October 3rd, 2014: 2:00 PM - 3:00 PM, Ketter Hall room 140, University at Buffalo North Campus

Shuai Tang.

Shuai Tang: Ph.D. student, Transportation Systems Program in the Department of Civil, Structural and Environmental Engineering, University at Buffalo

The Geography of Warehousing in Megaregions:Spatial Analysis and Findings of Transportation Warehouses and Distribution Centers in the New York Metropolitan Region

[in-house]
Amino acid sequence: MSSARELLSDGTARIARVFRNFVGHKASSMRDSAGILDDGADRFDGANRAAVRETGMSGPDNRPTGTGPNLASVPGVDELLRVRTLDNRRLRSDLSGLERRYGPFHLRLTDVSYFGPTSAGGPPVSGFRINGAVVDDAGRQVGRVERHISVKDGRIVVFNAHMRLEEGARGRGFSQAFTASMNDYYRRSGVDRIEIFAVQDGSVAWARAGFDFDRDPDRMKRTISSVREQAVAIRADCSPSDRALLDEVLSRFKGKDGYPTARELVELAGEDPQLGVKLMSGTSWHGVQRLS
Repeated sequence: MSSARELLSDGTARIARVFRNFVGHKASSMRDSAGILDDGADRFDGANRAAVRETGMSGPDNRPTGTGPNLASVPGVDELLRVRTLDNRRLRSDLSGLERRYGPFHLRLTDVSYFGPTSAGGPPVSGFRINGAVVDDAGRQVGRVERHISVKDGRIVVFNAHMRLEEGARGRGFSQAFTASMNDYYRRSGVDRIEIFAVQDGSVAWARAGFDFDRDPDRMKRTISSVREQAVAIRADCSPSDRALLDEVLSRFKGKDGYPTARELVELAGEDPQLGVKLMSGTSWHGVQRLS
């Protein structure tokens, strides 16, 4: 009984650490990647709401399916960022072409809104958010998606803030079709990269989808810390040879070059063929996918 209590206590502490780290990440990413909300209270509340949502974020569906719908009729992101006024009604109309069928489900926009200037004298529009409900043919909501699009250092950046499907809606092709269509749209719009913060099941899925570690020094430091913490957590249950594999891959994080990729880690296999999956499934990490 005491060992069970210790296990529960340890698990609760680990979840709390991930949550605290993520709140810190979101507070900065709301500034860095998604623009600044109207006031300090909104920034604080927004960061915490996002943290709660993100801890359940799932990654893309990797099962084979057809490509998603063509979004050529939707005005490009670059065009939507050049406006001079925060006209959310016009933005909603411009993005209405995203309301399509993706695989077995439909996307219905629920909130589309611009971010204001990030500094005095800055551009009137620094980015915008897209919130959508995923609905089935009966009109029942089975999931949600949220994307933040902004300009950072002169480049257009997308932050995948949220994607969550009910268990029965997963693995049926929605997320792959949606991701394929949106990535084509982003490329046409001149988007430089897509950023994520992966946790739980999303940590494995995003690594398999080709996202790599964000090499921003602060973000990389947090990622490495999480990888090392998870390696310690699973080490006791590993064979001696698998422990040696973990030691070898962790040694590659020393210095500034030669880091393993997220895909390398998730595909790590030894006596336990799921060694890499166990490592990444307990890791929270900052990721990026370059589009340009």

The new trends in supply chain and logistics have led to a new geography of warehousing in mega cities. This study is among the first to systematically and empirically explore the geography of warehousing, using the New York metropolitan region, one of the largest mega cities and the busiest freight hubs in the world, as the study area. Various spatial analyses were conducted to explore the spatial distribution patterns exhibited by the address-level establishment location data. The empirical results show three major characteristics of the geography, including: (1) clustered warehouses to take advantage of the economies of scale; (2) concentration of warehousing establishment in the main market of freight activities and end customers; and (3) proximity to transportation networks being a significant factor in affecting location decisions. Several policy implications were also suggested for warehousing and logistics oriented planning and decision making.